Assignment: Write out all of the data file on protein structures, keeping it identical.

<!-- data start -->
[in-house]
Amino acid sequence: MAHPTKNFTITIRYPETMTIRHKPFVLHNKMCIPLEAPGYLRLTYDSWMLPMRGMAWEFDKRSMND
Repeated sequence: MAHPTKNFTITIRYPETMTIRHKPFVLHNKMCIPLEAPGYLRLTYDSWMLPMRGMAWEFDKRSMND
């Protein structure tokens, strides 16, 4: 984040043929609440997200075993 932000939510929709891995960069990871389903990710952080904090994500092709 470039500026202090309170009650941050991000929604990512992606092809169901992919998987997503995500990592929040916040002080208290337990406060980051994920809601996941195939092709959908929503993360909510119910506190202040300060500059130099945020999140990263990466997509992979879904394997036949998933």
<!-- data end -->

[in-house]
Amino acid sequence: MAHPTKNFTITIRYPETMTIRHKPFVLHNKMCIPLEAPGYLRLTYDSWMLPMRGMAWEFDKRSMND
Repeated sequence: MAHPTKNFTITIRYPETMTIRHKPFVLHNKMCIPLEAPGYLRLTYDSWMLPMRGMAWEFDKRSMND
């Protein structure tokens, strides 16, 4: 984040043929609440997200075993 932000939510929709891995960069990871389903990710952080904090994500092709 470039500026202090309170009650941050991000929604990512992606092809169901992919998987997503995500990592929040916040002080208290337990406060980051994920809601996941195939092709959908929503993360909510119910506190202040300060500059130099945020999140990263990466997509992979879904394997036949998933």